Why Pod Disruption Budget is Essential for Kubernetes Stability

Suraj Solanki
3 min readJan 15, 2024


In a Kubernetes cluster, maintaining high availability and minimizing disruptions during updates or maintenance is crucial. One of the essential tools Kubernetes provides for achieving this is the Pod Disruption Budget. In this blog post, we’ll dive into what a Pod Disruption Budget is, why it is indispensable, and how to implement it effectively in your Kubernetes environment.

Understanding Pod Disruption Budget

A Pod Disruption Budget is a policy in Kubernetes that allows you to control the disruption caused by voluntary disruptions. These voluntary disruptions include actions such as scaling down deployments, draining nodes, or performing rolling updates.

PDBs can be applied not only to Deployments or StatefulSets but also to other workload controllers, or a group of workloads using a label selector. They can also be configured to tolerate different types of disruptions, such as maintenance events or node failures. By setting a PDB, you specify the maximum number of concurrently disrupted pods during these voluntary disruptions.

PDBs are used to ensure that workloads are not affected by these events and can continue to run uninterrupted. When a disruption occurs, Kubernetes will attempt to gracefully evict pods from the affected node(s) to maintain the desired number of replicas specified in the PDB.

Challenges Without PDBs

When managing a Kubernetes cluster with multiple nodes and workloads, it can be challenging to ensure high availability during node maintenance or failures. Without proper management, disruptions to running workloads can cause downtime or data loss, which can be costly to businesses.

In the past, managing disruptions to workloads during node maintenance or failures required manual intervention. This involved monitoring the cluster for failures, moving workloads to healthy nodes manually, and ensuring that a minimum number of pods were available at all times. This process was time-consuming and error-prone, leading to longer downtime and data loss.

Why is the Pod Disruption Budget Important?

1. High Availability:

PDBs are crucial for maintaining the high availability of applications. By limiting the number of simultaneously disrupted pods, you ensure that a sufficient number of replicas are always available to serve traffic.

2. Rolling Updates:

During rolling updates or other maintenance tasks, PDBs help prevent situations where a large portion of your application becomes unavailable. This is particularly important for applications that require continuous service, like web servers or critical backend services.

3. User Experience:

For applications with user-facing components, a controlled update process ensures a seamless experience for users. PDBs play a vital role in preventing service degradation or outages during updates, thus maintaining a positive user experience.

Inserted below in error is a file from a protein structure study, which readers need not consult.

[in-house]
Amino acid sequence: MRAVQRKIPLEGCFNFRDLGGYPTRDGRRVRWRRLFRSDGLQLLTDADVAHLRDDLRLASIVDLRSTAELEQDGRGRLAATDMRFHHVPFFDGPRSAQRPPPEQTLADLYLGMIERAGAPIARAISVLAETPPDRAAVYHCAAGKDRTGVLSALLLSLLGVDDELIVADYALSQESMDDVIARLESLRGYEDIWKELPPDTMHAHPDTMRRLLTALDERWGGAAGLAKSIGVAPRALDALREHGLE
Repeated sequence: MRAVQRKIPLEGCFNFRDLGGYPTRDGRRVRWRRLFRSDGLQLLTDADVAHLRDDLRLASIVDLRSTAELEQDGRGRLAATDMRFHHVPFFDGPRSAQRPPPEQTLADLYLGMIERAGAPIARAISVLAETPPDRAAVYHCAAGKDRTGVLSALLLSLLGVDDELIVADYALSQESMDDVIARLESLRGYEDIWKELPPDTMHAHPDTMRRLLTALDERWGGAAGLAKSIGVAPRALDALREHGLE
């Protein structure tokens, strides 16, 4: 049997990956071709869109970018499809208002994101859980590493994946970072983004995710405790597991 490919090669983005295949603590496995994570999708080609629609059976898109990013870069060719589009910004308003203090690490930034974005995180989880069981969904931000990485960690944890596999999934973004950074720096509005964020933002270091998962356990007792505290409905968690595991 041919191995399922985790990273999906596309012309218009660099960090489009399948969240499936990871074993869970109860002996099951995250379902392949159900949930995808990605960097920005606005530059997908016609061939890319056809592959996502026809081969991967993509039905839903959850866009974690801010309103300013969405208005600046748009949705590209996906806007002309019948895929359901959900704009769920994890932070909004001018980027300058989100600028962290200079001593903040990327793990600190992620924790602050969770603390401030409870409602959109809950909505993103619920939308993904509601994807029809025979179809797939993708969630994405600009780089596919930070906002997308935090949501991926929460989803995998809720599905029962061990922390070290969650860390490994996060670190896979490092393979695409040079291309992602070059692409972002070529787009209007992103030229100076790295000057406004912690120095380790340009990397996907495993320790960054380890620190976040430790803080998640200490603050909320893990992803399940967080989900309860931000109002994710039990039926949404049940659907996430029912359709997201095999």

4. Operational Safety:

Implementing PDBs enhances operational safety by preventing scenarios where critical services are left with too few replicas. This is especially important in large, dynamic clusters where manual oversight may be challenging.

Implementing Pod Disruption Budget

To use Pod Disruption Budgets, you need to define a PDB object in your Kubernetes cluster. PDBs are defined using YAML or JSON files and are created using the kubectl apply command.

apiVersion:  policy/v1
kind: PodDisruptionBudget
name: test-app-pdb
namespace: my-namespace
minAvailable: 2
maxUnavailable: 1
app: test-app

Now, apply the PDB to your deployment:

kubectl apply -f your-pdb-definition.yaml
kubectl get poddisruptionbudgets

Now, your deployment will adhere to the constraints specified in the PDB.

Benefits of Using Pod Disruption Budgets

Maintaining High Availability: PDBs ensure that a minimum number of replicas are available at all times, which helps maintain the high availability of critical workloads during node maintenance or failures.

Automated Management of Disruptions: PDBs automate the management of disruptions to workloads during node maintenance or failures, reducing the need for manual intervention.

Improved Cluster Stability: By preventing too many replicas from being disrupted simultaneously, PDBs can help improve the stability of your Kubernetes cluster.

Cost Savings: By ensuring the high availability of critical workloads, PDBs can help reduce downtime and data loss, which can be costly to businesses.


In conclusion, Pod Disruption Budgets are not just a feature but a strategic necessity in Kubernetes. By ensuring a graceful and controlled approach to disruptions, PDBs contribute significantly to the resilience and high availability of your applications. As Kubernetes environments continue to evolve, integrating PDBs into your deployment strategies becomes paramount.

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About The Author
Suraj Solanki
Senior DevOps Engineer
LinkedIn: https://www.linkedin.com/in/suraj-solanki



Suraj Solanki

Senior DevOps Engineer and Fascinated to learn as well as talk about cloud and automation. You can always connect https://www.linkedin.com/in/suraj-solanki